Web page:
By Jeff Amy/The Associated Press
JACKSON, Miss. (AP) — Mississippi’s local school superintendents would have to be appointed by 2016, unless voters opt to keep electing their local chief, under a Senate bill passed Tuesday.
Another bill would require the state Department of Education to rate schools and school districts on an “A” to “F” scale, instead of the current seven-step range from “star” to “failing.”
Mississippi has 152 school districts. The Mississippi Economic Council says that right now, 64 county districts have elected superintendents who run on partisan ballots for four-year terms.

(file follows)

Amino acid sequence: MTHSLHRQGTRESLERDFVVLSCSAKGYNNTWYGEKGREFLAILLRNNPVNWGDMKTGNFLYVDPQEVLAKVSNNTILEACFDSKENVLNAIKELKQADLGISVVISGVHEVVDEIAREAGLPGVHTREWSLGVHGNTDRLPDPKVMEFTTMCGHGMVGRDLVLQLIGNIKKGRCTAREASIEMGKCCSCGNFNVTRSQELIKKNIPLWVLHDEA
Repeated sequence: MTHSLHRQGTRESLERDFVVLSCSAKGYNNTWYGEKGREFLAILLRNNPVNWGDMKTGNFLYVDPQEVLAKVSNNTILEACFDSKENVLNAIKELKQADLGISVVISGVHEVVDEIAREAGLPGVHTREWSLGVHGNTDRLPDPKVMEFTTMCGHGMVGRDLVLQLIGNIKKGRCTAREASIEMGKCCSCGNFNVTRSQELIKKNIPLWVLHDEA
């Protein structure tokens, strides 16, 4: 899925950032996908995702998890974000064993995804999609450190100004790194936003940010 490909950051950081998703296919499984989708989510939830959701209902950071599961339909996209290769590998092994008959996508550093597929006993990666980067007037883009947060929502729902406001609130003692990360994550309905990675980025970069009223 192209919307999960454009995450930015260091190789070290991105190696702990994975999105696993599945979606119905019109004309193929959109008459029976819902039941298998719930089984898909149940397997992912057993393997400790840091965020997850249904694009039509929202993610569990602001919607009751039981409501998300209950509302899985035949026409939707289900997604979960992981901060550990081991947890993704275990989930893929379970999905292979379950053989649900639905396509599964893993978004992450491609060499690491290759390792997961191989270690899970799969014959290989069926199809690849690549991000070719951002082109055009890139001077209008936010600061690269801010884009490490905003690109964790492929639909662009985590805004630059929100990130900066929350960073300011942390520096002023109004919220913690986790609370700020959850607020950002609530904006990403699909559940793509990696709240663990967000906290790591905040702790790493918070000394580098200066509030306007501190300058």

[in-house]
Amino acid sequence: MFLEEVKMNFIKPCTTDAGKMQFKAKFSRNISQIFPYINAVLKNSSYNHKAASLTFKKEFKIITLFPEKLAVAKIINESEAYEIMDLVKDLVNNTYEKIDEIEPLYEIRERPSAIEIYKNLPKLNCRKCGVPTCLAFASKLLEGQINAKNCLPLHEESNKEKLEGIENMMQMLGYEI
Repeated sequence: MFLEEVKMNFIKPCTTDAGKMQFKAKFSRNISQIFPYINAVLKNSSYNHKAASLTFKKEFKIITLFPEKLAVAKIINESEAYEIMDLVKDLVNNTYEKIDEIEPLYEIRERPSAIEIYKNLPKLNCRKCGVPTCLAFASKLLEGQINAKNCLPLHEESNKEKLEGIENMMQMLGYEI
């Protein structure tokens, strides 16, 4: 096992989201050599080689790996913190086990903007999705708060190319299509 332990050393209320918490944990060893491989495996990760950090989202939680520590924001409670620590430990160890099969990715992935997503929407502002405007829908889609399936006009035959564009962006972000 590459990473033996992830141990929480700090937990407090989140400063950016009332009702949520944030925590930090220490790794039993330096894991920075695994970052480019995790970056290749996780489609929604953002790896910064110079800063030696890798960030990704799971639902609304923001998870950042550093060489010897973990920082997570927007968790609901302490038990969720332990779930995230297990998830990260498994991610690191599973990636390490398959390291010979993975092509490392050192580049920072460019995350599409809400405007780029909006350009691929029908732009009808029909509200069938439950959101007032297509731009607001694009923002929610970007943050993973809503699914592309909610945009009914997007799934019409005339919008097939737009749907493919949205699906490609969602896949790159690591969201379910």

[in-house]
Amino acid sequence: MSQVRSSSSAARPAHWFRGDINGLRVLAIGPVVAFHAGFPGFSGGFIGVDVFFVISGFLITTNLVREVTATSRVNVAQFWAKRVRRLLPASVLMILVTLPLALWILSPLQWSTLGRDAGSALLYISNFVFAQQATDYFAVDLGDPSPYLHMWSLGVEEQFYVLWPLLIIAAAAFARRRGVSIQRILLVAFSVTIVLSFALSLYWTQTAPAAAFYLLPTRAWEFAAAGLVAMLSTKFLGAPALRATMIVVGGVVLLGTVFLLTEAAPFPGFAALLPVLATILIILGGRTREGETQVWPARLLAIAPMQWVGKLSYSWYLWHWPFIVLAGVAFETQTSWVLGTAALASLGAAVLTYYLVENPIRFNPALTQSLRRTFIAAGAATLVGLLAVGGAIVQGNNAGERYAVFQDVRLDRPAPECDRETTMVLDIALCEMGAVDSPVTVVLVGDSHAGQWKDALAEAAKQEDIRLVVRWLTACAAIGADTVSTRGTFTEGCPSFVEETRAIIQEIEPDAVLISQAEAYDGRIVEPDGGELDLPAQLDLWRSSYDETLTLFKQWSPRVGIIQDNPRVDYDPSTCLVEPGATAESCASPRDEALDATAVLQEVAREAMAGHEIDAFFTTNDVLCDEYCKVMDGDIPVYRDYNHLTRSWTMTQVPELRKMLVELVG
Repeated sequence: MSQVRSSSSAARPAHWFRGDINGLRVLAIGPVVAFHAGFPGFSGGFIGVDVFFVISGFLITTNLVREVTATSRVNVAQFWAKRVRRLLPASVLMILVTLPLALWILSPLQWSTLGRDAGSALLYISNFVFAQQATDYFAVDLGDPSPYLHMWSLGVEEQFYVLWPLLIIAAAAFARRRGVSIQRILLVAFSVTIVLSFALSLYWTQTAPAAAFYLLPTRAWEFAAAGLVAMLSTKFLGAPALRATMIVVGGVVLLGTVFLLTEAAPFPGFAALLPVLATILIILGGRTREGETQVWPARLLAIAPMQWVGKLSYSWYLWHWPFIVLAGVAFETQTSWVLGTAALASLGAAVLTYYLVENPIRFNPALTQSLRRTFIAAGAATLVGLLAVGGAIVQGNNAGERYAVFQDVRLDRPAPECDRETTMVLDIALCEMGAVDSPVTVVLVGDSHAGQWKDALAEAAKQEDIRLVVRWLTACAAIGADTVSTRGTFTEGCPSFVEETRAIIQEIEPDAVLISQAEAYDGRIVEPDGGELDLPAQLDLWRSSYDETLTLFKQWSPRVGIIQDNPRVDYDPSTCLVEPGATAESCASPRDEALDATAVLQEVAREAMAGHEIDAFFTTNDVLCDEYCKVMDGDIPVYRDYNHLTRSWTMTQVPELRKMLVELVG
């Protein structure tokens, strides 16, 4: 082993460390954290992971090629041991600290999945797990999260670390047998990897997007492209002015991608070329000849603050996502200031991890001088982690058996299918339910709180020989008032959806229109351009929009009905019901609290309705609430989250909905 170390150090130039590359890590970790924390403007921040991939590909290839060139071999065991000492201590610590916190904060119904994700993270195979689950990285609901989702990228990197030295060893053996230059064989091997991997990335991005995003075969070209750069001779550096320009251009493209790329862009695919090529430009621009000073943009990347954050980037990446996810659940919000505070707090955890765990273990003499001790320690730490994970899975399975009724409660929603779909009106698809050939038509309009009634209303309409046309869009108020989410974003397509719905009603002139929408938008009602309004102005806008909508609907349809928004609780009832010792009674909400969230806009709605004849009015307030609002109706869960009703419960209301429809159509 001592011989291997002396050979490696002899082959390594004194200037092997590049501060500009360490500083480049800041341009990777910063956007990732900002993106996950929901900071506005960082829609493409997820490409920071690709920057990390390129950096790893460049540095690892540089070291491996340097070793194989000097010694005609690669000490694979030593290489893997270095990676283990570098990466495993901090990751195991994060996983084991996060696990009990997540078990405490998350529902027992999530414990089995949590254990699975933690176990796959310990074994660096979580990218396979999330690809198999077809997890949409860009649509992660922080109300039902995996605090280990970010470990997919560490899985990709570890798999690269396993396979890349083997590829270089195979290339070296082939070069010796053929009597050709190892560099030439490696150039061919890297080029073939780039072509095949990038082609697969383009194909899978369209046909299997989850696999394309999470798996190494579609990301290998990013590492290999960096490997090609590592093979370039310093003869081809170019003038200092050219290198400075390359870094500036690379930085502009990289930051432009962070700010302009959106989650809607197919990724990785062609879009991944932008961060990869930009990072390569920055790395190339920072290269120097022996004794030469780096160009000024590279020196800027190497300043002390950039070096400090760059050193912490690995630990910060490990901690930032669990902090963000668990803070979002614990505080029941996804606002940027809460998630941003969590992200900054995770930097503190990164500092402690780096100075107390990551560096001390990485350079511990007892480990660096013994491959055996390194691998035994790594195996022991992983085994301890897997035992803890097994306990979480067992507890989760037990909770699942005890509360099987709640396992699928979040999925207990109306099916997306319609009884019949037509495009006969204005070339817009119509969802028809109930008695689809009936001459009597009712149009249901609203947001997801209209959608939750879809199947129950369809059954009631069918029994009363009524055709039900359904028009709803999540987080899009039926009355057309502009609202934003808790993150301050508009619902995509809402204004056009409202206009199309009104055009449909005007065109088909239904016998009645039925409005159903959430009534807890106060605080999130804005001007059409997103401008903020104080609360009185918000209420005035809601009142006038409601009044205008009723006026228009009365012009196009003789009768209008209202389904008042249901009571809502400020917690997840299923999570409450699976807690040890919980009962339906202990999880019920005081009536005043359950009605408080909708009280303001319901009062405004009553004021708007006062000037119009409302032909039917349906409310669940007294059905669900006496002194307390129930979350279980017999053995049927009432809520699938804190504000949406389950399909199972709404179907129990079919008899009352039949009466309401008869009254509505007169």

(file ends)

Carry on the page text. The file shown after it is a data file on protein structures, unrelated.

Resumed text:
Superintendents in all city districts are already appointed.
Senate Bill 2313 would require that elections cease after the current term ending in 2016, unless 20 percent of registered voters in a county school district petition to keep an elected superintendent and voters agree in a referendum.